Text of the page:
Ah, Feministing.com has written an article full of lovely advice for college grads.
I don't think I needed more reason to love the organization or anything along those lines, but I did have quite an affinity for the honest advice for young women out there hoping to really leave a mark on the working world. Turns out telling it like it is works for every audience, and works well.
(Loving #1. Trust me, other young women facing their parents' fears, doing what you love is the only way to make sure you're doing it well. And #9 is never going to be false, so save it, frame it, and live it.)
Via Wikipedia: Victoria's Secret was started in San Francisco, California, in 1977 by Stanford Graduate School of Business alumnus Roy Raymond, who felt embarrassed trying to purchase lingerie for his wife in a public and awkward department store environment. [...] The stores were meant to create a comfortable environment for men, with wood-paneled walls, Victorian details and helpful sales staff. [...] Men could browse for sexy styles for their girlfriends and sales staff would help estimate the appropriate size, pulling from inventory in the back.
I am extremely relieved I wasn't imaging things the entire time I thought Vicky was working for someone else. A store selling sexual liberation to women in the form of heteronormative expectations of what it means to be attractive- pushed up, stick-thin, and okay baring it all (for their lucky guy). "Feminism," a la Cosmo, the magazine re-invented so women could make themselves desirable to men at the hands of Helen Gurley Brown:
"Cosmo is feminist in that we believe women are just as smart and capable as men and can achieve anything they want. But it also acknowledges that while work is important, men are, too. The Cosmo girl absolutely loves men!”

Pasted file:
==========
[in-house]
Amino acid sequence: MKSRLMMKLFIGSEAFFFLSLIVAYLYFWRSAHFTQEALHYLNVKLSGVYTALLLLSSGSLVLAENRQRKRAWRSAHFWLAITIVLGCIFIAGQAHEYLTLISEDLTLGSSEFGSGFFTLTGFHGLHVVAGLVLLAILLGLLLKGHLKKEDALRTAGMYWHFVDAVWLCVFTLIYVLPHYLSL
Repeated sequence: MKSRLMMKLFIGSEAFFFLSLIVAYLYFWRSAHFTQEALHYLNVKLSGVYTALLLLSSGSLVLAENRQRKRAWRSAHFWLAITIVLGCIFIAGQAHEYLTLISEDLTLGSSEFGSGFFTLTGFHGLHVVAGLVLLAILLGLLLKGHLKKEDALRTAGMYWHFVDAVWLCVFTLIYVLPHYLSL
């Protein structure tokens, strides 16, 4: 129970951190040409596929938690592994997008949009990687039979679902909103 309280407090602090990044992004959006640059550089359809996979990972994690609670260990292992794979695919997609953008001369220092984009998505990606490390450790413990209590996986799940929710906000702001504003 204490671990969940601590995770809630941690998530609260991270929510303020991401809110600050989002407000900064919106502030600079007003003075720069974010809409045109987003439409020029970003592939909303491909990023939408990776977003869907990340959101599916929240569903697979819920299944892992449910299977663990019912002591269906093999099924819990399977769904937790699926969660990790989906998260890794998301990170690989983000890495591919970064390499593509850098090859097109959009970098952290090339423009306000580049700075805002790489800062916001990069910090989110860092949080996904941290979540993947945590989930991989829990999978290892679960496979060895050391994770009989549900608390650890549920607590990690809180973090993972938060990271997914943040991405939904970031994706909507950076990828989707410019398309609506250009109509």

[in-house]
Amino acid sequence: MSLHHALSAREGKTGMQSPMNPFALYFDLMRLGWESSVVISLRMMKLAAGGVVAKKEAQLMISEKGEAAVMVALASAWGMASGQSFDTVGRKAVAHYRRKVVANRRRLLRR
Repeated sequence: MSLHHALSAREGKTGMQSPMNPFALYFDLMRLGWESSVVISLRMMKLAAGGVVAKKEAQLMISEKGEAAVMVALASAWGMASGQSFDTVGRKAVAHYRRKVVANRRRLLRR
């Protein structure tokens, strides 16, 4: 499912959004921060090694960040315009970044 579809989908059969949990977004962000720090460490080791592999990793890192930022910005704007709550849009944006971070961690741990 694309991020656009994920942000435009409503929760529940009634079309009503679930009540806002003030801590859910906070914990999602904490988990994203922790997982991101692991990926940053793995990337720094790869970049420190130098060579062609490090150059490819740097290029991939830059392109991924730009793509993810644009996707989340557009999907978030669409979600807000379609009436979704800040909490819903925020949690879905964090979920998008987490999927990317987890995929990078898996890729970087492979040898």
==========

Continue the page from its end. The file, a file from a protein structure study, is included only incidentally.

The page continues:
Well, clearly we shouldn't be asking because it's obvious. Take a look at any of the comments made at the above link to find out the truth(!) about Uggs- that they're "meant for girls, not guys," and that, more importantly, guys who wear said boots are gay and, therefore, not "real men."
One contributor asks, "honestly, what kind of man wears Uggs?" while another comfortably takes stabs at men who wear them by reminding us that "if you are a guy and you wear uggs, you are forever gay. There is no turning back. Not that I hate gay's or anything, but, yeah, you're a faggot if you do, plain and simple. Sorry for putting it so bluntly." (Note to poster: if it's so offensive you need to damage control within the same post, reconsider.)
Wearing Uggs counts as "fagging it up." Who would dare to disagree? According to this group, we have found an easy way to classify others and discover four important things about gender in our society.
1. Men who don't wear shoes designated strictly as "men's shoes" (Ugg Boots does market to men, mind you) or men who wear shoes women can also wear are (a) gay, (b) not real men, (c) faggots, and (d) probably a mix of all of the above. The difference? Gay is his sexuality, faggot is his identity, and his masculinity will never be recovered because he has done something other men, who pride themselves on their own masculinity, don't do. Their standards, which they perceive as society's standards, are ones they will unabashedly use to label any and all men who do not fit (read: conform) to their mold of masculinity. Any man who strays, in the tiniest bit, from the American, commercial, capitalist, and disgustingly sexist mold of men is not qualified at all to fit in this category.
2. Being one, two, or all of the things above renders you undeserving of dignity, respect, and common decency. If you are willing to break from masculinity, you do not deserve the fellowship of other men and should be ready to face the consequences of assault and attack for doing so.
3. Masculinity is defined rigidly and the mold leaves no room for variances. All men must fulfill every element of masculinity to be considered "real men."
4. The gender dichotomy is found in the realm of shoes and is not to be disturbed. Shoes cannot be for everyone, they can only be for females or males, or, in the case, "girls" or "guys" (coincidentally, a twelve year old cannot share shoes with an adult male, but I think nobody here studied journalism).
The internet is a microcosm of the world, and this is a disturbing reminder.
Good idea, in theory. I drove in with an old friend, which proved to be exciting, and then traipsed about the campus finding the classes I wanted to stop into. I caught up with professors, young'ns, and administrators before heading out to the city for [part 2].